Referring to PBs in an academic paper

Page 1 of 1 (5 items)
This post has 4 Replies | 0 Followers

Posts 1875
Paul-C | Forum Activity | Posted: Thu, Dec 1 2011 6:53 AM

Has anyone referred to, or quoted from, any Personal Books they have incorporated into Logos 4 in any academic papers they have written?

I was thinking of the example of, say, an out of copyright work which you have incorporated into PB and then want to quote from in your paper.  Presumably the page numbers of your PB might not correspond to a formal edition of the work since you may have formatted it differently.  Therefore, would you still cite that work in your paper in general terms, or do you steer clear of citing from such works, and stick to "properly published" works?

This was just a thought I had as I was building a PB recently and I'd be interested to know people's views.

Posts 5573
Forum MVP
Rich DeRuiter | Forum Activity | Replied: Thu, Dec 1 2011 8:20 AM

Paul Clarke:
Has anyone referred to, or quoted from, any Personal Books they have incorporated into Logos 4 in any academic papers they have written?

I haven't. However I have quoted from regular copyrighted materials from Logos without page numbers. The format is described in academic standards as "quoting from electronic works." This could refer to on-line works, such works in PDF format, and/or such works in Logos format (etc.). Page numbers are not required if they are not provided. However, it seems some academic institutions don't follow the standards they subscribe to on this point. It would be best to consult with a representative of your institution on this point.

One further point may be that, since your PB came from somewhere, you ought to cite the source as the place you found it online (e.g. CCEL.org), or any other source provided within the work or at the site you found it.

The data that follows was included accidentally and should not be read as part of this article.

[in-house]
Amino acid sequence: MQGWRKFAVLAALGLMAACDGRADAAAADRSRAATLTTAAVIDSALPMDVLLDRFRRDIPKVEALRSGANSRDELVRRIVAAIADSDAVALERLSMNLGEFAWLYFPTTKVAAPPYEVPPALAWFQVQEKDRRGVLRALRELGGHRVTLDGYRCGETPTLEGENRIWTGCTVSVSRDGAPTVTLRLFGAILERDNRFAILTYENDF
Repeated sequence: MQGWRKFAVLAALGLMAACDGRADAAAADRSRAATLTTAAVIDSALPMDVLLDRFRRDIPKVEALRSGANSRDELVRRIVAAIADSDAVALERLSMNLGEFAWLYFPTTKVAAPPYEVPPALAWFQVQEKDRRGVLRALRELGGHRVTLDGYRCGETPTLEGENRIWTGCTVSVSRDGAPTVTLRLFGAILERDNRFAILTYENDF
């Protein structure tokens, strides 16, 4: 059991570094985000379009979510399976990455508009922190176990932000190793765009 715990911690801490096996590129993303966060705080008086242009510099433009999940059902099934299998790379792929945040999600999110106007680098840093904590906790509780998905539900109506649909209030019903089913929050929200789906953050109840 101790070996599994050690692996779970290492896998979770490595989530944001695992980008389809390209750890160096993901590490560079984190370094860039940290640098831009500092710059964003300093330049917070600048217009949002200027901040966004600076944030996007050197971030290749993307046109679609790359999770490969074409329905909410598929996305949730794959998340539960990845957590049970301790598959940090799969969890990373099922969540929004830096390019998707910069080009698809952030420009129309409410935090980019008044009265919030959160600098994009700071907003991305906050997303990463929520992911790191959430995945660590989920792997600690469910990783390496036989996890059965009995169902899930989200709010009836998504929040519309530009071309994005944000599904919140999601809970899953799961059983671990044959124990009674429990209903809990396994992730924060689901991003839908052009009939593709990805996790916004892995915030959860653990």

Help links: WIKI;  Logos 6 FAQ. (Phil. 2:14, NIV)

Posts 30823
Forum MVP
JT (alabama24) | Forum Activity | Replied: Thu, Dec 1 2011 8:26 AM

Paul - 

My personal opinion is that you should ask your professor what his or her preference may be. Ultimately, that is all that really matters. I see several options:

  1. Your professor may require you to have the printed page numbers. Personally I think that is ridiculous and a hardship for students, without any real benefit. Sometimes in life however, you just have to play the game.
  2. Your professor may want you to give some sort of reference from where you got the material (i.e. the website where you found the material)
  3. Your professor may allow you to use a logos reference for the citation, which would be the best case scenario.

macOS, iOS & iPadOS | Logs |  Install

Posts 1875
Paul-C | Forum Activity | Replied: Thu, Dec 1 2011 9:50 AM

Thanks for your posts guys.  Much appreciated.

Posts 112
Keith Gant | Forum Activity | Replied: Thu, Dec 1 2011 10:48 AM

Google Books is a good tool to add to your arsenal for academic work. If a work is out of copyright, there’s a fair chance GB will have the full work available as a PDF download. It will have a photo-representation of each page so you can get the page numbers.

But even for recent works, go into GB (or even just Google) and search for a long string of text such as half of a sentence from your work, putting the text in quotes for an exact search. GB will often return a hit giving you the name of your book and the page number for that text (which is all that you need), even if it appears on a page which is not available for viewing in GB.

Page 1 of 1 (5 items) | RSS